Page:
Apr 18, 2018
Published in: The Asia Maritime Transparency Initiative (October 2018)
Posted on RAND.org on October 16, 2018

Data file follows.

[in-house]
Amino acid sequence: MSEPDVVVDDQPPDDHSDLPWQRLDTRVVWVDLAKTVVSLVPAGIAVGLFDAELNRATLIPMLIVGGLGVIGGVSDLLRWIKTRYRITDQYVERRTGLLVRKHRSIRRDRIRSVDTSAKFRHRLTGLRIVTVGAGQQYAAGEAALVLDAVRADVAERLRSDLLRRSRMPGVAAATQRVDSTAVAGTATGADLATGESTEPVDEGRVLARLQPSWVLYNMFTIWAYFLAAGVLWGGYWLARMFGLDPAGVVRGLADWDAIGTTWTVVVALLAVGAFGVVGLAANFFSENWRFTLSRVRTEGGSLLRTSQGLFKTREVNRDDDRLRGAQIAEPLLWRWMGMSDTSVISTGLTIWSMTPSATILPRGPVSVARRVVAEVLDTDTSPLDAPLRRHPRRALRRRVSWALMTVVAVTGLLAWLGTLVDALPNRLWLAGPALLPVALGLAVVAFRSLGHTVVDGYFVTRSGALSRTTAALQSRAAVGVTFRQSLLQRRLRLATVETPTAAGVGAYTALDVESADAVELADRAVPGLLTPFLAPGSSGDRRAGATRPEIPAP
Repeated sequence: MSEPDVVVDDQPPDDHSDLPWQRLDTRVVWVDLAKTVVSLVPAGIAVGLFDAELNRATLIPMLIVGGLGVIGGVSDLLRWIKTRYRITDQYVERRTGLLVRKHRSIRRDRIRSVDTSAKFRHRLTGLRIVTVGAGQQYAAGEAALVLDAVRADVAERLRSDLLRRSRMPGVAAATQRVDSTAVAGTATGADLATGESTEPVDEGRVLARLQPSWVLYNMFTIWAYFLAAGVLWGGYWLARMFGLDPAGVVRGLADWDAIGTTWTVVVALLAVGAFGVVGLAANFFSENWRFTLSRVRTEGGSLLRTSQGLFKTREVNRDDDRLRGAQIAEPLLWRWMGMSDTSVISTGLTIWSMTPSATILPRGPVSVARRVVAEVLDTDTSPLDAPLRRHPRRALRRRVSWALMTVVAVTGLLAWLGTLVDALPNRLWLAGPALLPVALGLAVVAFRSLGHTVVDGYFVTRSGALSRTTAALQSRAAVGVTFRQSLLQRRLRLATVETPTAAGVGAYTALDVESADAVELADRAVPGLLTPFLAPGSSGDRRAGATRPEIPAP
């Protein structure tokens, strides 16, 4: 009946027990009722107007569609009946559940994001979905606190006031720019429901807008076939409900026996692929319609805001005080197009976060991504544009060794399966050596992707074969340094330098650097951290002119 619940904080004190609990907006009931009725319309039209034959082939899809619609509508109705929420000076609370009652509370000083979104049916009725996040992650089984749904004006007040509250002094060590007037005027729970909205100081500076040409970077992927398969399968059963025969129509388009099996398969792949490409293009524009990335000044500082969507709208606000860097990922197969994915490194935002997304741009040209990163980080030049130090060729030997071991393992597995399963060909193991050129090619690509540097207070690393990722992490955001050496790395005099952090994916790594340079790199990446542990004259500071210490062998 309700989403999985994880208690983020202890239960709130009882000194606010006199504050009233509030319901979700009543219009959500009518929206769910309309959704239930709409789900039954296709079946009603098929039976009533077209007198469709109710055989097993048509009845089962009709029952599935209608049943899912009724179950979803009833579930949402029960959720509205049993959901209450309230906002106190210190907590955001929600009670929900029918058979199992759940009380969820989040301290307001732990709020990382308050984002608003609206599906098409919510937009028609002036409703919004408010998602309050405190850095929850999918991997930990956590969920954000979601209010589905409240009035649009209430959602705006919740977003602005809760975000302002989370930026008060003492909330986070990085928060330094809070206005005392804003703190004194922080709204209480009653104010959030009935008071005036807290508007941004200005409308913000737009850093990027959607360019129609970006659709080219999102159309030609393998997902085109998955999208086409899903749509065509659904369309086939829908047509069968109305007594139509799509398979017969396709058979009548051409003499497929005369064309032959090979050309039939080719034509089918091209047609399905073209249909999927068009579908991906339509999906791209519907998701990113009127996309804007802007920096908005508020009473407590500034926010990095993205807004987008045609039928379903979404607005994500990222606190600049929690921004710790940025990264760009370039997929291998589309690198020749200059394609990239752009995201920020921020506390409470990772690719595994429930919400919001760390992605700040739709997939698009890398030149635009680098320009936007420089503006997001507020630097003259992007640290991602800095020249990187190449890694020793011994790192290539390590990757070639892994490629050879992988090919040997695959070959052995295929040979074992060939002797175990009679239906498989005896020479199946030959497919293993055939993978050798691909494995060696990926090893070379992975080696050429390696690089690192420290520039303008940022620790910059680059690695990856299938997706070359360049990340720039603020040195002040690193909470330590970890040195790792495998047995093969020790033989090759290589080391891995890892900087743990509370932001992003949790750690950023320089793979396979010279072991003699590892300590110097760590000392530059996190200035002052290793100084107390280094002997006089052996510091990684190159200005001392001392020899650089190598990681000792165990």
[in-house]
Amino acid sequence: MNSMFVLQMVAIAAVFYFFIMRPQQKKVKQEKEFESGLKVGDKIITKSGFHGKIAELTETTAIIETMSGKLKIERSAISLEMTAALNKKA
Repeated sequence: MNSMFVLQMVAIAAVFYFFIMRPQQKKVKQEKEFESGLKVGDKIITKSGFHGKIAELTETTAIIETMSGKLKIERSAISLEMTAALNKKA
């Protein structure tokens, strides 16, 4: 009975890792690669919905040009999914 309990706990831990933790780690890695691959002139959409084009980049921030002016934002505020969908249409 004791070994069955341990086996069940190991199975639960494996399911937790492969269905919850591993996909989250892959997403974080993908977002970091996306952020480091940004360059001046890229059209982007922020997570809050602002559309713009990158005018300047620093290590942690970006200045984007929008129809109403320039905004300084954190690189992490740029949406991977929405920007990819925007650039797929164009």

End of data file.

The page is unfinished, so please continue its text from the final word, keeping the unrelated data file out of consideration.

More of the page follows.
The hard facts of Indonesia's maritime geography provide both opportunity and challenges. On the one hand, this maritime landscape has pushed policymakers to provide strategic guidelines to empower and leverage Indonesia's maritime economy; at the same time, Indonesia has been slow to invest in the resources necessary to exploit and protect the abundant living and non-living maritime resources at its disposal. For the most part, Indonesia has struggled to adequately patrol and secure its maritime space. My co-authored RAND report found, however, that Indonesian authorities have made tangible efforts to address the myriad threats emanating from their maritime domain in recent years. This has involved a multipronged approach. First, the executive branch has issued a series of policy documents, such as the GMF, outlining a rationale for reorienting Indonesia toward a focus on maritime security and trade. Second, Indonesia has established or enhanced various coordinating ministries, MLE agencies, and special task forces, such as the Indonesian Maritime Security Agency (BAKAMLA) and the Indonesian Presidential Task Force to Combat Illegal Fishing (SATGAS 115), specifically designed to address issues of maritime concern. Finally, as of 2017, Indonesia has begun to invest in infrastructure development and procurement of additional maritime security capabilities to deal with maritime threats and capacity constraints.